The United Nations Security Council this evening voted unanimously to extend until 15 July the current mandate of the UN Mission in Bosnia and Herzegovina (UNMIBH), which was set to expire at midnight.
The Council move followed a series of intensive consultations as its members tried to resolve an impasse after the United States rejected on Sunday, 30 May, a draft resolution renewing the mandate of UNMIBH and authorizing the continuation of the multinational stabilization force (SFOR) in Bosnia and Herzegovina.
Immediately following the rejection of that draft, the Council adopted a technical, rollover text, extending UNMIBH's mandate for three days, until midnight on 3 July.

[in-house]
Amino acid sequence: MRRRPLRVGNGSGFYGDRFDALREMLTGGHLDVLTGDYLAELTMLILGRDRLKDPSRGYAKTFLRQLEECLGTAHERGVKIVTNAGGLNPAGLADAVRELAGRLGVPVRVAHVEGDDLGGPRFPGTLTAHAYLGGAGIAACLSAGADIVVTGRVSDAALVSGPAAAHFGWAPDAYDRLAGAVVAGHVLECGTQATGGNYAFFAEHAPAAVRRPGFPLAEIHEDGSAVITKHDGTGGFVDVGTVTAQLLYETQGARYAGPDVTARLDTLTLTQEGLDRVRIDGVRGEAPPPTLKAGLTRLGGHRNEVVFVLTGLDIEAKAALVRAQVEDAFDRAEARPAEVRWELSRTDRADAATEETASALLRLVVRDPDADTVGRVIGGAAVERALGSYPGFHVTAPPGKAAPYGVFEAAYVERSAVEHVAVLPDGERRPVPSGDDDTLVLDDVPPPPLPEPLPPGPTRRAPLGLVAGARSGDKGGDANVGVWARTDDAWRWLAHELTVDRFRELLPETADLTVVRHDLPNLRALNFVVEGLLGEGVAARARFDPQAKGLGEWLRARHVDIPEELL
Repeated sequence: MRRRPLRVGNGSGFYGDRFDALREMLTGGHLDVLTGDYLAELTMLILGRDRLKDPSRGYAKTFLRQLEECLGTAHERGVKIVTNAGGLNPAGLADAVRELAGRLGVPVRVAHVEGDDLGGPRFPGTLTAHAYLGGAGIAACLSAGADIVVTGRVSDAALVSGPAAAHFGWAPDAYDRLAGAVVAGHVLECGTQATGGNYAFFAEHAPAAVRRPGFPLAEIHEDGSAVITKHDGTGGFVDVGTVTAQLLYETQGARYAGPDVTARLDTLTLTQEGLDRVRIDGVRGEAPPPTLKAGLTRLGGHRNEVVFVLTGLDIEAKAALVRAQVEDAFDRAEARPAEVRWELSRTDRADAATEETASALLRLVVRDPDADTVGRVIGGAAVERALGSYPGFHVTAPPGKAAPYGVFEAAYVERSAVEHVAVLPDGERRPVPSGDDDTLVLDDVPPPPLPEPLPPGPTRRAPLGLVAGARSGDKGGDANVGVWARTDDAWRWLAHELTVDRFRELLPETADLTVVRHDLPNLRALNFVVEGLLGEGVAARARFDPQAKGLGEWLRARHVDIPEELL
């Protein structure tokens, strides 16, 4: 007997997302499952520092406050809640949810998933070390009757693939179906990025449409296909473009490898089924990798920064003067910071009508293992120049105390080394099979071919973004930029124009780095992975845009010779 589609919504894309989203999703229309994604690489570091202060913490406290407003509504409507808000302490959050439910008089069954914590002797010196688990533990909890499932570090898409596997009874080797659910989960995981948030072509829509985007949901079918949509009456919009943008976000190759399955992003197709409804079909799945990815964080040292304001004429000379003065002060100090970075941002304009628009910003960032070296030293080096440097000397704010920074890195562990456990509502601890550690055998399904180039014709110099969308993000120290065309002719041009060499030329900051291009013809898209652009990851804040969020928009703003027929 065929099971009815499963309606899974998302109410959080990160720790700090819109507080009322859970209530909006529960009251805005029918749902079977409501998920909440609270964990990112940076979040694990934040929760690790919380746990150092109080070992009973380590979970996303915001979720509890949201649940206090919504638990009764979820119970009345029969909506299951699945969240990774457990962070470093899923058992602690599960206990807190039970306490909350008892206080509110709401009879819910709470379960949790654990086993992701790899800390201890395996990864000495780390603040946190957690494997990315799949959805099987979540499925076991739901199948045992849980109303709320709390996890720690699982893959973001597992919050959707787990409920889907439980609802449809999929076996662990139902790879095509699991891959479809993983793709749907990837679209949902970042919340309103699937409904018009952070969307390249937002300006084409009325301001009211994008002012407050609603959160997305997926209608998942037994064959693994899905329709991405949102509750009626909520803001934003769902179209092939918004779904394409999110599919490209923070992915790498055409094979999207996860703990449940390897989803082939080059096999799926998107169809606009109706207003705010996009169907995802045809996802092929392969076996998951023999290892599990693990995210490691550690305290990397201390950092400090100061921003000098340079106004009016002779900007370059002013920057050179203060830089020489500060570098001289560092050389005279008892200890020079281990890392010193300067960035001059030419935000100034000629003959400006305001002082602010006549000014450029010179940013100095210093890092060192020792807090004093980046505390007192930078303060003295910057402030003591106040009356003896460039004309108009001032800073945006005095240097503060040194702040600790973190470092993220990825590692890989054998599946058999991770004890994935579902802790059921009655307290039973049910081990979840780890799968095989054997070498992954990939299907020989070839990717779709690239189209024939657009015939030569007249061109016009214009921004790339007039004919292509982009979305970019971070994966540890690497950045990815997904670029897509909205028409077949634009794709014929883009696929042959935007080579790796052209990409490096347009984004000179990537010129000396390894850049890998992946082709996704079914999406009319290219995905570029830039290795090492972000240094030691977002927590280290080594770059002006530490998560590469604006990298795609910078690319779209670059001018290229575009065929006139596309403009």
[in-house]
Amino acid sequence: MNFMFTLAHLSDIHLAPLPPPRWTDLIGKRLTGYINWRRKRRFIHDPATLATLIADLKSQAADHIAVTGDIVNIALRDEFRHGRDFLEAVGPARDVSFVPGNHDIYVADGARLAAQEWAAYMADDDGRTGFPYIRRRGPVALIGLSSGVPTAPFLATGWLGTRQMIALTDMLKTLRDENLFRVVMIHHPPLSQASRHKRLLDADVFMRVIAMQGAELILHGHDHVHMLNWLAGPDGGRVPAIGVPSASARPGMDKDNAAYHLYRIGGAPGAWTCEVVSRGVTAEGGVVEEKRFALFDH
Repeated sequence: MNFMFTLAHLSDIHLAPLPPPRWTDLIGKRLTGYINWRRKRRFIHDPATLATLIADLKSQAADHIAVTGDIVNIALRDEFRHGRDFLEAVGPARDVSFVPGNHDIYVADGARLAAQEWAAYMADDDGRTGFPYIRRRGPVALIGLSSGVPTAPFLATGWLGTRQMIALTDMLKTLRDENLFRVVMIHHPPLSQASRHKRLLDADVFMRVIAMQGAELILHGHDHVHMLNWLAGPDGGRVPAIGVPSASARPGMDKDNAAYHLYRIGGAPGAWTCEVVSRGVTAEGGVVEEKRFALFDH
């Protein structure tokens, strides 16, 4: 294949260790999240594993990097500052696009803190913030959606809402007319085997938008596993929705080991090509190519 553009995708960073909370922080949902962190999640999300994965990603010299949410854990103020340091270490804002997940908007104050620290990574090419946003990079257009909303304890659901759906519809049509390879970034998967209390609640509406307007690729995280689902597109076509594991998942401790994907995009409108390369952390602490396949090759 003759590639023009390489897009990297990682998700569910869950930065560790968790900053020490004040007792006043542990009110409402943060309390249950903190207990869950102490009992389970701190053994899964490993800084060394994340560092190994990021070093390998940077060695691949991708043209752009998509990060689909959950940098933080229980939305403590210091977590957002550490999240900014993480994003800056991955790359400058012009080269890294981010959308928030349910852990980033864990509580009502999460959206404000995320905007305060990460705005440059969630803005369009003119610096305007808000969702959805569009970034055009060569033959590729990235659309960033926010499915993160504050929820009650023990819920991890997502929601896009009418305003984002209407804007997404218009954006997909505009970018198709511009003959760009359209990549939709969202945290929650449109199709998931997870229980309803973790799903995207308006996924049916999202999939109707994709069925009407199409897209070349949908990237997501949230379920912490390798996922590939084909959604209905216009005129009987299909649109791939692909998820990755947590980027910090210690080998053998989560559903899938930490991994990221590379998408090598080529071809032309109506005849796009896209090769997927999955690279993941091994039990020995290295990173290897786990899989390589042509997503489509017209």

Explaining his negative vote on Sunday, Ambassador John Negroponte of the United States linked it to his country's concerns about the risk of "politicized prosecutions" of US peacekeepers before the International Criminal Court (ICC), whose jurisdiction the United States Government did not accept. The Rome Statute of the court, which will prosecute war crimes, genocide, or crimes against humanity, came into effect on 1 July.